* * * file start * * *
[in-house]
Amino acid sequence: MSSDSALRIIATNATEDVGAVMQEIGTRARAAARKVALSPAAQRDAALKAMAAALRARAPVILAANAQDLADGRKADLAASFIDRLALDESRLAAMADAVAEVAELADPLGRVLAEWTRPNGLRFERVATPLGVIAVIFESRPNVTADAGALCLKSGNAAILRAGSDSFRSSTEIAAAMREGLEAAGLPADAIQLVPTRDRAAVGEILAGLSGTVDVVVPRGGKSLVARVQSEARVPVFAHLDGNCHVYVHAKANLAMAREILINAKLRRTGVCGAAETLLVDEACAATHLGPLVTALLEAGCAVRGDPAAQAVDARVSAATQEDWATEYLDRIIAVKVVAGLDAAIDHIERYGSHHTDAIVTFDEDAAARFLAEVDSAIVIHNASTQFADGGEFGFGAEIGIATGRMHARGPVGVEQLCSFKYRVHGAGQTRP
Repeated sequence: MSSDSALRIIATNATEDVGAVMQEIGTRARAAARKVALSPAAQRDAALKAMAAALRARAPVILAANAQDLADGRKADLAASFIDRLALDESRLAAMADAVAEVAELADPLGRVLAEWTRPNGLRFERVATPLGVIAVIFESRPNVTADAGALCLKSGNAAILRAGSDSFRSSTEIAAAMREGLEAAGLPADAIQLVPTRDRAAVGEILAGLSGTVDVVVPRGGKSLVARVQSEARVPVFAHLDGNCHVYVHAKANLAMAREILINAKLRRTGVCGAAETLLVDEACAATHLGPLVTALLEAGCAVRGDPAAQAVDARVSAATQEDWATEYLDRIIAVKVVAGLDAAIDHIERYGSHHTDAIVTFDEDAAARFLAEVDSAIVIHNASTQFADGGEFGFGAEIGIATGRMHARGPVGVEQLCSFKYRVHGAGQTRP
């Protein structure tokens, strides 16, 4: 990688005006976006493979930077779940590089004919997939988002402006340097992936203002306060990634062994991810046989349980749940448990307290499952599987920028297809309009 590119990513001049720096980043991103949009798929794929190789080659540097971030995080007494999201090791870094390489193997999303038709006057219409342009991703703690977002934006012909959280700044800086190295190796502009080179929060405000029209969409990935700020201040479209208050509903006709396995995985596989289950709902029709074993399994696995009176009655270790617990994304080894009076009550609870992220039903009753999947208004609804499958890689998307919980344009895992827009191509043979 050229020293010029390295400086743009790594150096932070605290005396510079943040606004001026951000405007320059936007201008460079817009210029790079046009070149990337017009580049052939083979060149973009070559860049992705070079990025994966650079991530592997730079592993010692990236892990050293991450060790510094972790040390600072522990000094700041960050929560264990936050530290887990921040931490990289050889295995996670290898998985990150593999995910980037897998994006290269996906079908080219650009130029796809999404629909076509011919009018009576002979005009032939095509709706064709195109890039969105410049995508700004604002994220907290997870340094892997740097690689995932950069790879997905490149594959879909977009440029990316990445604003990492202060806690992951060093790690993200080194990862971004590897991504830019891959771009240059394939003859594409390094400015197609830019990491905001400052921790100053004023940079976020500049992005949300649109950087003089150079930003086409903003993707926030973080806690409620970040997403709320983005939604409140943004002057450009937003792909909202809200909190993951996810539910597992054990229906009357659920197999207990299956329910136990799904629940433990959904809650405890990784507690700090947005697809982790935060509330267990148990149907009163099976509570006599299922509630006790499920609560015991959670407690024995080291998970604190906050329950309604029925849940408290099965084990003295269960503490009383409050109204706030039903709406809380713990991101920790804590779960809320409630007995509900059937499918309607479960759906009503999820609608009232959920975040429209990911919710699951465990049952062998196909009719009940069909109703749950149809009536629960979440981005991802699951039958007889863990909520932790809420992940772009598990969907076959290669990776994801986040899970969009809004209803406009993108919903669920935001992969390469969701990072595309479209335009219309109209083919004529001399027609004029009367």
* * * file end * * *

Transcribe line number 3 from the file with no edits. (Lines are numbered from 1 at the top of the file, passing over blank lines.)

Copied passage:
Repeated sequence: MSSDSALRIIATNATEDVGAVMQEIGTRARAAARKVALSPAAQRDAALKAMAAALRARAPVILAANAQDLADGRKADLAASFIDRLALDESRLAAMADAVAEVAELADPLGRVLAEWTRPNGLRFERVATPLGVIAVIFESRPNVTADAGALCLKSGNAAILRAGSDSFRSSTEIAAAMREGLEAAGLPADAIQLVPTRDRAAVGEILAGLSGTVDVVVPRGGKSLVARVQSEARVPVFAHLDGNCHVYVHAKANLAMAREILINAKLRRTGVCGAAETLLVDEACAATHLGPLVTALLEAGCAVRGDPAAQAVDARVSAATQEDWATEYLDRIIAVKVVAGLDAAIDHIERYGSHHTDAIVTFDEDAAARFLAEVDSAIVIHNASTQFADGGEFGFGAEIGIATGRMHARGPVGVEQLCSFKYRVHGAGQTRP